The sodium intermediate heat transfer loop is used in existing sodium cooled fast reactor (SFR) plant design as a necessary safety measure to separate the radioactive primary loop sodium from the water of the steam Rankine power cycle. However, the intermediate heat transfer loop significantly increases the SFR plant cost and decreases the plant reliability due to the relatively high possibility of sodium leakage. A previous study shows that helium Brayton cycles with multiple reheat and intercooling for SFRs with reactor outlet temperature in the range of 510°C to 650°C can achieve thermal efficiencies comparable to or higher than steam cycles or recently proposed supercritical CO2 cycles. Use of inert helium as the power conversion working fluid provides major advantages over steam or CO2 by removing the requirement for safety systems to prevent and mitigate the sodium-water or sodium-CO2 reactions. A helium Brayton cycle power conversion system therefore makes the elimination of the intermediate heat transfer loop possible. This paper presents a pre-conceptual design of multiple reheat helium Brayton cycle for an advanced loop type SFR. This design widely refers the new horizontal shaft distributed PBMR helium power conversion design features. For a loop type SFR with reactor outlet temperature 550°C, the design achieves 42.4% thermal efficiency with favorable power density comparing with high temperature gas cooled reactors.

Haihua Zhao; Hongbin Zhang; Samuel E. Bays

2009-05-01T23:59:59.000Z

315

Towards Energy and Resource Efficient Manufacturing: A Processes and Systems Approach  

E-Print Network [OSTI]

the organic rankine cycle (ORC). In this case an organic ?temperature applications the ORC has more bene?ts than the117] demonstrated that the ORC-process can use the exhaust

2012-01-01T23:59:59.000Z

316

Packaging and deployment of a 5. 5 MWe potassium---Rankine nuclear electric propulsion spacecraft  

SciTech Connect (OSTI)

A design study was performed to investigate packaging and deployment options for the potassium---Rankine, nuclear electric propulsion (NEP) spacecraft described by Rovang (1992). The subject spacecraft is the cargo portion of a split-sprint (cargo/piloted) Mars mission, carrying 144 mt of cargo. Two parallel SP-100 type reactors, potassium---Rankine power conversion assemblies, and argon ion thrusters are utilized in the selected architecture. A spacecraft design and deployment approach which uses two heavy lift launch vehicles (HLLV) to insert the entire spacecraft into low Earth orbit is presented.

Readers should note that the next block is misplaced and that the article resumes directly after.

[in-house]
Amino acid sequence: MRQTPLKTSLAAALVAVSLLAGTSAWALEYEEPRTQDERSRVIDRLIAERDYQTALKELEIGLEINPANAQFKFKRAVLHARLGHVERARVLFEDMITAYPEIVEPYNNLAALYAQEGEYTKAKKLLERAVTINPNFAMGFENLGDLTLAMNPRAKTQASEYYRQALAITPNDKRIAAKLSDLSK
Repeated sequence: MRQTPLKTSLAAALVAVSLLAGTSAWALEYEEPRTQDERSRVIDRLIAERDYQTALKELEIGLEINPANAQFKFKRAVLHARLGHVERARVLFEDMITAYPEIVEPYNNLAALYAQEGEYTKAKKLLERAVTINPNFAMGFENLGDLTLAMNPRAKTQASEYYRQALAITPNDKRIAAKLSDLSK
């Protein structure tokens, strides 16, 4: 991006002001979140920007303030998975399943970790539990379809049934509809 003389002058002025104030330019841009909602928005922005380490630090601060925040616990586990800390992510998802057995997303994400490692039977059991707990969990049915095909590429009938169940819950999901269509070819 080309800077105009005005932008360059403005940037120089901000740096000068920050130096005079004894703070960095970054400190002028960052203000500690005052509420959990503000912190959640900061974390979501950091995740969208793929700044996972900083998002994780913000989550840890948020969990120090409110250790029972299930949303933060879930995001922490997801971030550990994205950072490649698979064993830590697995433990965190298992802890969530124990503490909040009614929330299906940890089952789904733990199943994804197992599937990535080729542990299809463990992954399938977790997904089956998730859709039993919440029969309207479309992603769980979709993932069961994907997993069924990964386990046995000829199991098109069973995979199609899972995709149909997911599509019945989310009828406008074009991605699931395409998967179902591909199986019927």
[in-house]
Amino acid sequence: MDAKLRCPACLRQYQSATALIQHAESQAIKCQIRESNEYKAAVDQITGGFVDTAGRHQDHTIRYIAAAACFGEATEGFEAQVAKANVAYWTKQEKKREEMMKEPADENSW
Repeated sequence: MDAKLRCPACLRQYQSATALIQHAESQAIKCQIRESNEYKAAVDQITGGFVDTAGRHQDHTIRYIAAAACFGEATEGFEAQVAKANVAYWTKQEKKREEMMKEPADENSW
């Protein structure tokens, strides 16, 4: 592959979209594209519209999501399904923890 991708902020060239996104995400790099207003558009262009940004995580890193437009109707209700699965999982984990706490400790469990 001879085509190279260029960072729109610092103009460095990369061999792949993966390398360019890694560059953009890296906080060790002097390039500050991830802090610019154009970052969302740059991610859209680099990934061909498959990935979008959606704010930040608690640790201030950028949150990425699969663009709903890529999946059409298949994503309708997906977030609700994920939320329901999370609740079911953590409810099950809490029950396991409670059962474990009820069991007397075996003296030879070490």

Rovang, R.D.; Marko, M. (Rockwell International, Rocketdyne Division, 6633 Canoga Avenue, P.O. Box 7922, Canoga Park, California 91309-7922 (United States))

1993-01-20T23:59:59.000Z

317

Fuel-Cycle Analysis of Hydrogen-Powered Fuel-Cell Systems with the GREET Model  

Broader source: All U.S. Department of Energy (DOE) Office Webpages (Extended Search)

Cycle Analysis of Hydrogen-Powered Cycle Analysis of Hydrogen-Powered Fuel-Cell Systems with the GREET Model Michael Wang Argonne National Laboratory June 10, 2008 Project ID # AN2 This presentation does not contain any proprietary, confidential, or otherwise restricted information 2 Overview * Project start date: Oct. 2002 * Project end date: Continuous * Percent complete: N/A * Inconsistent data, assumptions, and guidelines * Suite of models and tools * Unplanned studies and analyses * Total project funding from DOE: $2.04 million through FY08 * Funding received in FY07: $450k * Funding for FY08: $840k Budget * H2A team * PSAT team * NREL * Industry stakeholders Partners Timeline Barriers to Address 3 Objectives * Expand and update the GREET model for hydrogen production pathways and for applications of FCVs and other FC systems

318

TY JOUR T1 Life Cycle Assessment of Electric Power Systems JF Annual Review of Environment and Resources  

Broader source: All U.S. Department of Energy (DOE) Office Webpages (Extended Search)

Life Cycle Assessment of Electric Power Systems Life Cycle Assessment of Electric Power Systems JF Annual Review of Environment and Resources A1 Eric R Masanet A1 Yuan Chang A1 Anand R Gopal A1 Peter H Larsen A1 William R Morrow A1 Roger Sathre A1 Arman Shehabi A1 Pei Zhai KW electricity KW energy policy KW environmental analysis KW life cycle impact KW life cycle inventory AB p The application of life cycle assessment LCA to electric power EP technologies is a vibrant research pursuit that is likely to continue as the world seeks ways to meet growing electricity demand with reduced environmental and human health impacts While LCA is an evolving methodology with a number of barriers and challenges to its effective use LCA studies to date have clearly improved our understanding of the life cycle energy

319

Exergy Analysis of Scroll-Based Rankine Cycles with Various Working Fluids  

Science Journals Connector (OSTI)

In this study the possibility of converting scroll compressor into expander is investigated. Refrigeration equipment manufacturers produce scroll compressors massively for refrigeration and air conditioning appli...

E. Oralli; Ibrahim Dincer

2014-01-01T23:59:59.000Z

320

E-Print Network 3.0 - advanced rankine cycle Sample Search Results  

Broader source: All U.S. Department of Energy (DOE) Office Webpages (Extended Search)

two-tank molten... C. Figure 6. Temperature-entropy diagram for a reheat-regenerative subcritical ... Source: Australian National University, Department of Engineering, Solar...